T he Teacher said, "Our nature is the substance of the mind and Heaven is the source of our nature. To exert one's mind to the utmost is the same as fully developing one's nature. Only those who are absolutely sincere can fully develop their nature and 'know the transforming and nourishing process of Heaven and Earth’ (1).




Confucianism / Neo Confucianism Quote n°2434 | 
Wang Wen-ch'eng Kung ch'uan-shu, or Complete Works of Wang Yang-ming, Instruction for a Practical Living, 1:8a-10a, in Wing-Tsit Chan, Chinese Philosophy, Chapter 35 
(1) the Mean, Ch. 22





T he Teacher said, "Tzu-hsia (507-420 B.C.) had strong faith in the Sage whereas Tseng Tzu (505-c.436 B.C.) turned to seek the highest good in himself”. (1) It is good to have strong faith, of course, but it is not as real and concrete as seeking in oneself.




Confucianism / Neo Confucianism Quote n°2433 | 
Wang Wen-ch'eng Kung ch'uan-shu, or Complete Works of Wang Yang-ming, Instruction for a Practical Living, 1:8a-10a, in Wing-Tsit Chan, Chinese Philosophy, Chapter 35 
(1) Quoting Chu Hsi, Meng Tzu chi-chu (Collected Commentaries on the Book of Mencius) ch. 3, comment on Mencius, 2A:2.





B ut people today distinguish between knowledge and action and pursue them separately, believing that one must know before he can act. They will discuss and learn the business of knowledge first, they say, and wait till they truly know before they put their knowledge into practice. Consequently, to the last day of life, they will never act and also will never know. This doctrine of knowledge first and action later is not a minor disease and it did not come about only yesterday. My present advocacy of the unity of knowledge and action is precisely the medicine for that disease.




Confucianism / Neo Confucianism Quote n°2432 |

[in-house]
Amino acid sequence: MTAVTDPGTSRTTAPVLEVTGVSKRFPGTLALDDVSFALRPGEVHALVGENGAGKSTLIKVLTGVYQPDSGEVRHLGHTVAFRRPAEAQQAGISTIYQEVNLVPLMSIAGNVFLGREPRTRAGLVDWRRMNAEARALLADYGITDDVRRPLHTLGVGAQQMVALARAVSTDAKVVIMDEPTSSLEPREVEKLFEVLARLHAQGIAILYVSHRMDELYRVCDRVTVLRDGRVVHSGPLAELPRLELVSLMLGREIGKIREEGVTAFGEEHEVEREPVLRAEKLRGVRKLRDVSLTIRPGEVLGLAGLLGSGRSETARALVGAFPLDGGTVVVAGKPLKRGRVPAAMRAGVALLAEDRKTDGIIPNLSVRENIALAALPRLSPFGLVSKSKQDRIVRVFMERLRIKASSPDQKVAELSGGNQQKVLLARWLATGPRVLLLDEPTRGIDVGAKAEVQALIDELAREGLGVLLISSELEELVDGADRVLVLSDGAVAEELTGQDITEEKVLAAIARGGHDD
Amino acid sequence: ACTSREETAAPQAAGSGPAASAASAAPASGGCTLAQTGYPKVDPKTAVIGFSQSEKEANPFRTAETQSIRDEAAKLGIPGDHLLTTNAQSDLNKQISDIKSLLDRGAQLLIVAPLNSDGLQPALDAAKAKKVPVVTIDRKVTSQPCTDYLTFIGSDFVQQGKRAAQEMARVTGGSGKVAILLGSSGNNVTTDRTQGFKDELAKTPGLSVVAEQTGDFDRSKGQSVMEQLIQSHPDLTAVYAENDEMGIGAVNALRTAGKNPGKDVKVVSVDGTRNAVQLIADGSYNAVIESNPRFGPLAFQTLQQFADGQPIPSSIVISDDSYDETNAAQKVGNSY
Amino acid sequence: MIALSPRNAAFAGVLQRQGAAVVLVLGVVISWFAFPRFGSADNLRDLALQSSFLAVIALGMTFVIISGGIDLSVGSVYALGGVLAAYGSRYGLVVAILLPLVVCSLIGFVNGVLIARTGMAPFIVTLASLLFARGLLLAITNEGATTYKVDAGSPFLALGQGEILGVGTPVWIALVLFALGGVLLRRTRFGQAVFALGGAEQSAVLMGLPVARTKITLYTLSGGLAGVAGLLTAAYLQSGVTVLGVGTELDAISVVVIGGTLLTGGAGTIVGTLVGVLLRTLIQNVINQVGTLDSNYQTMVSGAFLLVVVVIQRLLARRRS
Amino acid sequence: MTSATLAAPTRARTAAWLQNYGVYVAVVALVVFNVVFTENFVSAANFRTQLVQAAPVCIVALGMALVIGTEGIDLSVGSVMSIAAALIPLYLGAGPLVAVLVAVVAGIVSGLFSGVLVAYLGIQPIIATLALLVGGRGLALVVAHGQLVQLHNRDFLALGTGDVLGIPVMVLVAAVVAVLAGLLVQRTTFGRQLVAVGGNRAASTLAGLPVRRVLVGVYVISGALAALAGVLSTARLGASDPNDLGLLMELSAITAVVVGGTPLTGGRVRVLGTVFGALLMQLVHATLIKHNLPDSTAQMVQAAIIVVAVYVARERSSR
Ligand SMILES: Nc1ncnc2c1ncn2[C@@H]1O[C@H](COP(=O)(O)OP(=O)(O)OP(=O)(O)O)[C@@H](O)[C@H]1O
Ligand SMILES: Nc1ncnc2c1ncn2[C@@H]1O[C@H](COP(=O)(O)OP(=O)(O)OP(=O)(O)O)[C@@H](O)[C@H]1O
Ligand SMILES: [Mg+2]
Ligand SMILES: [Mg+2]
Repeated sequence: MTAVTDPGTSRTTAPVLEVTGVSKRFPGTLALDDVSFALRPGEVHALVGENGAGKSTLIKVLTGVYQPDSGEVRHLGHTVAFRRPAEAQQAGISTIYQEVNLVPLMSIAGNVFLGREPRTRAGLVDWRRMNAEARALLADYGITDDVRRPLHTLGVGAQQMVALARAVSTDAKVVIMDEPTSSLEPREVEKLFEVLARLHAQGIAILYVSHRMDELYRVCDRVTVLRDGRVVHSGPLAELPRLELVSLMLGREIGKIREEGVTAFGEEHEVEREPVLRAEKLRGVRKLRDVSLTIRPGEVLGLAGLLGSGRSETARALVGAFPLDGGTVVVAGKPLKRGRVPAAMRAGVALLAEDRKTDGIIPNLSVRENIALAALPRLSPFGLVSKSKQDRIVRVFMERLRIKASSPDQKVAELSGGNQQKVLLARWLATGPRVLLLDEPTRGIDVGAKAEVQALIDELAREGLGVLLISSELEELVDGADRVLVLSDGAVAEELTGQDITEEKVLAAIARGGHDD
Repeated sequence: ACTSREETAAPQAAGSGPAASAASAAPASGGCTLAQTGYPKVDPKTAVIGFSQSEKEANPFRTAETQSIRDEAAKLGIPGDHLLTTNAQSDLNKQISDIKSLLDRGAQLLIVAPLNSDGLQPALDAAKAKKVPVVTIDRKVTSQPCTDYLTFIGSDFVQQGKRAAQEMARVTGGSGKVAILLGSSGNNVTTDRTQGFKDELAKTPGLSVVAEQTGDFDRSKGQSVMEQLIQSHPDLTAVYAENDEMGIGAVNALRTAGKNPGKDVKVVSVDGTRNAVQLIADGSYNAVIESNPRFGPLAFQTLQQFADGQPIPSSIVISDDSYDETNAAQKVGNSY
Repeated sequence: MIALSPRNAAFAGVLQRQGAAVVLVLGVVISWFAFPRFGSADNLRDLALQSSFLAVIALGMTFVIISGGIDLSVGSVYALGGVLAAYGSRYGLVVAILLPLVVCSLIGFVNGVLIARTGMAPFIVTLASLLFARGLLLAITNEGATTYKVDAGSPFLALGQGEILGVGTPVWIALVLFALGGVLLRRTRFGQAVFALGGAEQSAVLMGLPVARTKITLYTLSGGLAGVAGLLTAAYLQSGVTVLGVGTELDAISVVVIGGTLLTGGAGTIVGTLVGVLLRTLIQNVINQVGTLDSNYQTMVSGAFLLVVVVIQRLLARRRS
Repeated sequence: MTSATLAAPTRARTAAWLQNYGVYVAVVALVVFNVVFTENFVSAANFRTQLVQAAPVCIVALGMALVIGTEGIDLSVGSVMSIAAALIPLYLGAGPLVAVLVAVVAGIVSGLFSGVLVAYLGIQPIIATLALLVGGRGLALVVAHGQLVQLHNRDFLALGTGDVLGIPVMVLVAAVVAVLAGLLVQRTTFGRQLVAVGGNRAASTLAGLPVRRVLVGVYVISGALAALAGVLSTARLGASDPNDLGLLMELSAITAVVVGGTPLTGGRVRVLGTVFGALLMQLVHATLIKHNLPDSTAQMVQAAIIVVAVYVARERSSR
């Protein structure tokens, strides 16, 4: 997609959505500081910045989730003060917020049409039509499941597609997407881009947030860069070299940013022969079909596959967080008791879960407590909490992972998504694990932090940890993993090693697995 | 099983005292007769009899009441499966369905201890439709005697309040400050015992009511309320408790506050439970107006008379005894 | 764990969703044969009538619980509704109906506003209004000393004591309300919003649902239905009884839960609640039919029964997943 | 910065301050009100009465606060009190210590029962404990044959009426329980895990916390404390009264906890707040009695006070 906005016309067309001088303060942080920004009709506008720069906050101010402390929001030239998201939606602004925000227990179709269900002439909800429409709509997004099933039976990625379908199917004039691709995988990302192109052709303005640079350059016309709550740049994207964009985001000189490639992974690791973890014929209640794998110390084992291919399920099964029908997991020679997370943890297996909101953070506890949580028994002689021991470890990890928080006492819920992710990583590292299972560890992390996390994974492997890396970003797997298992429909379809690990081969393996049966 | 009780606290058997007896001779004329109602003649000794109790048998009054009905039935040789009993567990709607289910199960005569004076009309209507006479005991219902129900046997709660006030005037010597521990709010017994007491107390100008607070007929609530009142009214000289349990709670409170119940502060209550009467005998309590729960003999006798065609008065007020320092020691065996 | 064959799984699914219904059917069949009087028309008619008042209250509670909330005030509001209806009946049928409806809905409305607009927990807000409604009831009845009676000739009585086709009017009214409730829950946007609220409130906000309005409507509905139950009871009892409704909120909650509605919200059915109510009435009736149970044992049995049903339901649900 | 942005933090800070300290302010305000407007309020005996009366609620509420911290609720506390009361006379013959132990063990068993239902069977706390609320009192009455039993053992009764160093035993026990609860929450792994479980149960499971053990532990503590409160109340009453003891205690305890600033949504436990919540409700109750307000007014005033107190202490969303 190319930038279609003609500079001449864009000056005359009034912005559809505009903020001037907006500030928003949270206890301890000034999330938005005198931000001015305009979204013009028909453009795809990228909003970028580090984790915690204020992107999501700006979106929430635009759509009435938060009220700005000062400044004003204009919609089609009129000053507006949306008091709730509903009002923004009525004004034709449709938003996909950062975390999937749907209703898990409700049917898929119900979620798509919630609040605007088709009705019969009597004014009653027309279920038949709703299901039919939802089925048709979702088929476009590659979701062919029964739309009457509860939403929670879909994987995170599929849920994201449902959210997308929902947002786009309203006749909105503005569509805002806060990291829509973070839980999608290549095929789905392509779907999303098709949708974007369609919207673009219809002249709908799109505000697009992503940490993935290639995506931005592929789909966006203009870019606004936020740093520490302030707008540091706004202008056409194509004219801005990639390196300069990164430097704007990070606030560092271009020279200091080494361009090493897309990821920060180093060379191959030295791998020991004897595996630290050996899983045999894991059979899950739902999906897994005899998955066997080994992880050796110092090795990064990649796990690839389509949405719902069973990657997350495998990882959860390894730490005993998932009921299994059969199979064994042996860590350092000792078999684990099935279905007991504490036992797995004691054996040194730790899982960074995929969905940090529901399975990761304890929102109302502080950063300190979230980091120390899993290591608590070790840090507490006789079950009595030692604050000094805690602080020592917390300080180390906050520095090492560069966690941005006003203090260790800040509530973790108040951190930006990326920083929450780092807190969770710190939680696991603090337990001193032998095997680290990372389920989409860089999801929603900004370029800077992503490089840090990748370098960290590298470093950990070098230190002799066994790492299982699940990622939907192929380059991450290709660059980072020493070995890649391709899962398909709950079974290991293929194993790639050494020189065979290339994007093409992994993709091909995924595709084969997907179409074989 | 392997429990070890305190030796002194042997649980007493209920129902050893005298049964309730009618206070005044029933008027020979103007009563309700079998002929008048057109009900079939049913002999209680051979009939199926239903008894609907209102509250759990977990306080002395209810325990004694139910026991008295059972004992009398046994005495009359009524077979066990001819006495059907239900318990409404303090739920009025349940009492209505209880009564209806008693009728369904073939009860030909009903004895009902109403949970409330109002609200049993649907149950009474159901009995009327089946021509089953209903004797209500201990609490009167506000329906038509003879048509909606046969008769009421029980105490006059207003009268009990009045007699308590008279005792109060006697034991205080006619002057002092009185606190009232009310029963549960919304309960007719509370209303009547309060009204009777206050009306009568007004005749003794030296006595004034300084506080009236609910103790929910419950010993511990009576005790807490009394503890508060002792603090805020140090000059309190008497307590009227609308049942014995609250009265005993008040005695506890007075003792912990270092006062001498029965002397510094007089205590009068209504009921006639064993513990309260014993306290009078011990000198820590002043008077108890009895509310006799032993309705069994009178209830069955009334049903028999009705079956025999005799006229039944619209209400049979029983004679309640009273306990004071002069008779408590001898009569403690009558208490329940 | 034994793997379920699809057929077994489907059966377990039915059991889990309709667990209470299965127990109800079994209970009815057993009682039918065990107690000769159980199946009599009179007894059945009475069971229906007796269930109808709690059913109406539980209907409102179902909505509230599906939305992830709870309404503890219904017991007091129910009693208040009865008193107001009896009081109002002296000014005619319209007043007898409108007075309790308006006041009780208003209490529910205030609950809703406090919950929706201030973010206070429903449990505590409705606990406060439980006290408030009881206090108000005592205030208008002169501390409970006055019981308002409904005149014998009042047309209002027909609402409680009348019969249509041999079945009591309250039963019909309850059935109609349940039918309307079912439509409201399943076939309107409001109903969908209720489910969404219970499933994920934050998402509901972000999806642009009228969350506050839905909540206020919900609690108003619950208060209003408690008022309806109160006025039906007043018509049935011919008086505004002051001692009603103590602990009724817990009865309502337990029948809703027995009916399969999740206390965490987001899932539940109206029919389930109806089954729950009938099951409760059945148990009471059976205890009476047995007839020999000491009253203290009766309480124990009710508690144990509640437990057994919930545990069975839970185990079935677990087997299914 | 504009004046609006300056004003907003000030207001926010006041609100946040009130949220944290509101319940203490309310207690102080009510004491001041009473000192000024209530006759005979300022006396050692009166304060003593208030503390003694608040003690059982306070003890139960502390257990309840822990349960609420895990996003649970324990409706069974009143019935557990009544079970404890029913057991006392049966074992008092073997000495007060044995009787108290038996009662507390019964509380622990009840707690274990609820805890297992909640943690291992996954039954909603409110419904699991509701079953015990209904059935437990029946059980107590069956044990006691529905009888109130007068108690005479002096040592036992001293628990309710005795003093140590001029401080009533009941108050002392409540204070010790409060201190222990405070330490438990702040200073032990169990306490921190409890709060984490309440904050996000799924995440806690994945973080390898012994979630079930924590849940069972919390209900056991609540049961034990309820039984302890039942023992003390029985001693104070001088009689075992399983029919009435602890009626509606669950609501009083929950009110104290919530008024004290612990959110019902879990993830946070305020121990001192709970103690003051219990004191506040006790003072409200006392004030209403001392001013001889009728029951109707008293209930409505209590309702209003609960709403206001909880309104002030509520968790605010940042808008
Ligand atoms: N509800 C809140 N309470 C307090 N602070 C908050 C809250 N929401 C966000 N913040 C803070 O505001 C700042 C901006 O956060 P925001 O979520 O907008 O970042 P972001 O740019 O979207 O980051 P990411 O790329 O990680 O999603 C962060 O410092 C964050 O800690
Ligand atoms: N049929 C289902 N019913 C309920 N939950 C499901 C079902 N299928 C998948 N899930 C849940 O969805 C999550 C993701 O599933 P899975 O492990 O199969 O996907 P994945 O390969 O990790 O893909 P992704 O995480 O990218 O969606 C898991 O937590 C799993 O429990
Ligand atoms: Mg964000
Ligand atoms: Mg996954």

Wang Wen-ch'eng Kung ch'uan-shu, or Complete Works of Wang Yang-ming, Instruction for a Practical Living, 1:5b-8a, in Wing-Tsit Chan, Chinese Philosophy, Chapter 35 
The relation between knowledge and action has been a perennial subject among Confucianists. Both Confucius (Analects, 5:9, 13:4, 14:4, 15:5, 18:8.) and the Doctrine of the Mean (ch. 8) insist that words and action should- correspond.





I have said that knowledge is the direction for action and action the effort of knowledge, and that knowledge is the beginning of action and action the completion of knowledge.




Confucianism / Neo Confucianism Quote n°2431 | 
Wang Wen-ch'eng Kung ch'uan-shu, or Complete Works of Wang Yang-ming, Instruction for a Practical Living, 1:5b-8a, in Wing-Tsit Chan, Chinese Philosophy, Chapter 35 





T he main thing is for the mind to make an effort to get rid of selfish human desires and preserve the Principle of Nature.




Confucianism / Neo Confucianism Quote n°2430 | 
Wang Wen-ch'eng Kung ch'uan-shu, or Complete Works of Wang Yang-ming, Instruction for a Practical Living, 1:3a-4b, in Wing-Tsit Chan, Chinese Philosophy, Chapter 35 



Page:  1 |2 | 3 | 4 | 5 | 6



On other page(s):  History and dogmas of the neo confucianist religion




Share this Webpage on social media








Home




Reading options

By registering for free with the link below you will be able to:

While reading the sacred books :
- Bookmark Add a bookmark at any time to find your last page read.
- Cut/paste Copy / paste and save in a few clicks the passages you like in your quote collection.
- Bookmark Save your reading plan

While reading the quotes:
- Add your favorite quotes to your collection
- Vote for your favorite quotes
- Email you a quote
- Bookmark Share your thoughts, beliefs or readings by adding quotes

But also
- Keep your reading preferences (font style, background, font size, etc.)

Subscribe for free





World Sacred Scriptures

The Dhammapada
The Diamond sutra and the Heart Sutra
The Bible
Corpus Hermetica
The Bhagavad Gita
The Laws of Manu
The Upanishads
The Holy Koran (External Link)
The Zohar (External Link)
Shri Guru Granth Sahib
The Avesta
The Writings of Bahá’u’lláh
Apocrypha of the Bible
The Dao De Jing
Tibetan Book of the Dead




Quotes from the World Religion


God Love All Beings






Scriptures 360

Bahai 360
Buddhism 360
Christianity 360
Hinduism 360
Islam 360
Jainism 360
Judaism 360
Sickhim 360
Taoism 360
Zoroastrism 360






Quotes by sacred scriptures






Quotes by authors






Quotes by schools of thought






Quotes by subjects






Search quotes by keywords

:

:





Bibliomancy :
a free and easy divination on line !


This form of divination was done by drawing from a randomly short selected text from sacred texts or saints writing, an answer to a critical question.

Ready ?

- Please write your question, select the source of the answers and click on GO.




Other tools

New versions of the Android applications to be downloaded for free on Google Play



World Religion Chronology

World Religion Sacred Picture Library

God Love All Beings

Best Of quotes

♥ Our Project ♥ ⇄ ♥ Your project ♥

♥ Follow the daily quotes on